Ramadan is celebrated all over the world in the ninth month of the Islamic calendar and is considered to be the holiest of periods in Islam. This year, Ramadan will be observed beginning July 8, 2013 and Eid ul Fitr will be celebrated on August 7, 2013. The whole month is dedicated to fasting in fulfillment of the third of the Five Pillars of Islam. This is a time when Muslims are required to fast, save for the sick, pregnant, or women undergoing their menstruation period, provided that they make up for lost days when they can.
The Meaning of Ramadan
Etymologically, Ramadan means scorching heat but this special period holds many meanings for the followers of Islam. Fasting is a common denominator among religions. Practitioners use these dedicated periods of fasting as a form of sacrifice, contemplation, and devotion to God. The same goes in the month of Ramadan, when Muslims experience a sense of spiritual renewal through fasting and reflection. Fasting has many benefits, both physical and spiritual. Yet on the sacred month of Ramadan, it is believed that these benefits are multiplied. Moreover, it teaches followers of Islam the values of self-control, discipline, and charity.
During this season, Muslims partake of a pre-fast meal at dawn called suhoor. Throughout the day, consumption of food and drink are avoided, as well as other activities such as smoking, and even for others, marital sex. As much as the Ramadan is a time of fasting, it is also a time of bonding with one’s family and community.
In Muslim communities, iftar is sometimes spent with friends and relatives. In South East Asia, for example, most shops and stores are closed during daylight hours, turning these places a little sleepier than usual. However, people can watch out for bazaars that start operating late in the afternoon to start preparing food for Muslims who are about to break their fast for the day.
The last ten days of the Ramadan are a special time of religious practices, prayer and good deeds, in that this period, according to the Quran, is a time of special power. It is said that it was during the month of Ramadan when the Quran was first revealed to the prophet Muhammad, the actual day of which Muslims call Lailut ul-Qadr. Generally this is commemorated on the 27th night of Ramadan. This night is considered to be worth more than a thousand months and so Muslims spend this particular night saying prayers.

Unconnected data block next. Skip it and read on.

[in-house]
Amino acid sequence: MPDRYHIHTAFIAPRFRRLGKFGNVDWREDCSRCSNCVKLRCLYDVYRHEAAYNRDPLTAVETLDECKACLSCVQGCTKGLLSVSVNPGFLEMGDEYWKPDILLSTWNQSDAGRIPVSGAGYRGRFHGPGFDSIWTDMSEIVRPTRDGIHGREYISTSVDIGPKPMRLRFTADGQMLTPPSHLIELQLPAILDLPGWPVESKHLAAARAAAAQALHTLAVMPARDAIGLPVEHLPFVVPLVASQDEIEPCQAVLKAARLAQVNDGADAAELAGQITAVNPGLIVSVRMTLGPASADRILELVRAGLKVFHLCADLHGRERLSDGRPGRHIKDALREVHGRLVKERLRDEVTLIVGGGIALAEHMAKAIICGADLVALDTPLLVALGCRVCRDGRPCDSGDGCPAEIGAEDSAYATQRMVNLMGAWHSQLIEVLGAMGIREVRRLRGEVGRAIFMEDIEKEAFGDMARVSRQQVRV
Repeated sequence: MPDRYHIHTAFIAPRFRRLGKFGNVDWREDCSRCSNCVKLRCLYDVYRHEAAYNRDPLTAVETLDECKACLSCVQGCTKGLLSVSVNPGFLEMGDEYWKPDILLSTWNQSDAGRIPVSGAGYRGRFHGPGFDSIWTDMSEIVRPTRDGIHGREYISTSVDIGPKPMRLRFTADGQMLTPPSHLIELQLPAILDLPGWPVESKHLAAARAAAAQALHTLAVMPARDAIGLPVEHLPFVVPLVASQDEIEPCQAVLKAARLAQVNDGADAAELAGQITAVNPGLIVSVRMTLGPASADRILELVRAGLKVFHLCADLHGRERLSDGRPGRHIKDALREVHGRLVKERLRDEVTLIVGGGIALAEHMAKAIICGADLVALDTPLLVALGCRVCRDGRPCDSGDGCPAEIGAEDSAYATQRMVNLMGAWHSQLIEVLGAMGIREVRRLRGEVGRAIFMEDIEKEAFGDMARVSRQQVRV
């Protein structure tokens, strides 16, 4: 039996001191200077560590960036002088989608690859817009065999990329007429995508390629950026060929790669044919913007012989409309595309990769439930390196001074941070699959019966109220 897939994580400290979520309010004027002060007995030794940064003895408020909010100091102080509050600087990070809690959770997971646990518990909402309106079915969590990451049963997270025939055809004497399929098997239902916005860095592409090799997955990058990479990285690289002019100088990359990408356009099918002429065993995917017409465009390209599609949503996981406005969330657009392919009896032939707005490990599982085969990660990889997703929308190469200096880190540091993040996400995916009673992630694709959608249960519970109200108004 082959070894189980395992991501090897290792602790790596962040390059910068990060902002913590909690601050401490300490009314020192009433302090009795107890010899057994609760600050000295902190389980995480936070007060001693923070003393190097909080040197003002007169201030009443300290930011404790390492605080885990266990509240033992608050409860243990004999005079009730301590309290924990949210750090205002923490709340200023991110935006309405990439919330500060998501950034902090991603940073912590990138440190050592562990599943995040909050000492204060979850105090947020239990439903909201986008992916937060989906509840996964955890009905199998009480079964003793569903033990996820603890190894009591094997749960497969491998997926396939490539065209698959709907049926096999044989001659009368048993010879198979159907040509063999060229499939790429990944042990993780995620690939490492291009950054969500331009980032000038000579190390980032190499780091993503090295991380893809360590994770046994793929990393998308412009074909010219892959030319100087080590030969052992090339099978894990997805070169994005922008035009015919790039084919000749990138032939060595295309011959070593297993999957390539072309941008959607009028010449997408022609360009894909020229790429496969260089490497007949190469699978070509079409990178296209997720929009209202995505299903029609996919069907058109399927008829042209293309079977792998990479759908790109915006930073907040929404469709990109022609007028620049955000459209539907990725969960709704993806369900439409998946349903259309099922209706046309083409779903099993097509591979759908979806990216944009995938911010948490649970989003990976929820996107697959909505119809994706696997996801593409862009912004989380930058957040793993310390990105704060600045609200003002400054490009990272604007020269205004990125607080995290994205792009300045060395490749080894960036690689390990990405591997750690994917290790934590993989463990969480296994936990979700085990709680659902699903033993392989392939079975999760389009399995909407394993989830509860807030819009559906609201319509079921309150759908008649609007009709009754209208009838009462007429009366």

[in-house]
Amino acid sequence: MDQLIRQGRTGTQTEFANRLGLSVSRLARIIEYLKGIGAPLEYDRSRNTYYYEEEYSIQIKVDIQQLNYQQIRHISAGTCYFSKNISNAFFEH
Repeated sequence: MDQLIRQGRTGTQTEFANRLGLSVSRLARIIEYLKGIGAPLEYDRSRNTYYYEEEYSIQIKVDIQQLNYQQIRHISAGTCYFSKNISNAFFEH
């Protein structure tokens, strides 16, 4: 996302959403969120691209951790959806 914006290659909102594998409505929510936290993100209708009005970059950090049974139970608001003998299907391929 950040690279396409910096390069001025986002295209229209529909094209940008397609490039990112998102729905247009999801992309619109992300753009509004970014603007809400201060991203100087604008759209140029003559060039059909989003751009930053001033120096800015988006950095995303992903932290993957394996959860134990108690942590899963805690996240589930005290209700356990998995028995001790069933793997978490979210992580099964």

The last day of the Ramadan is called the Eid ul-Fitr which means “the celebration of the breaking of the fast.” It is a much-anticipated event in a similar way that Christmas is to Christians – Muslims go back home to celebrate with their families, offer prayers and remember their dearly departed. What makes Eid ul Fitr a special occasion is not only because of the official end of the fasting season. More than that, it is a time of prayer, and thanksgiving shown in acts of charity for the poor and sharing of meals as well as gift giving to children. Street procession are also a common sight during Eid ul Fitr.
Capturing the Spirit of Ramadan
When Muslims around the world observe Ramadan, it is the best time to capture the spiritual reflection, worship and devotion that has come to characterize this holy period. Film artists can take footage of the various visuals of Islam’s holiest month. It can be the vendors of the Ramadan lanterns in Doha, Qatar or of a street vendor selling pickles at a market in Gaza. A woman making pastries for the Iftar to break the fast or a musaharati on his drums waking people up for the early breakfast before fasting starts at sunrise, are also poignant footages of Ramadan. The possibilities are endless, like the date seller waiting for customers in Riyadh, Saudi Arabia or a villager reading the Qur’an in Lybia. In Jerusalem, a footage of the Taraweeh or night prayers in the mosque of the Prophet Muhammad should be a dream shot for video enthusiasts. A man performing ablution, which is the act of washing for ritual purification, in Indonesia, and congregants going to the Jama Masjid mosque in New Delhi, India are footages that are worth a thousand words. Since Muslims all over the world celebrate Ramadan, it is the best time for film artists to take out their cameras and try to capture the spirit of Islam’s holiest period.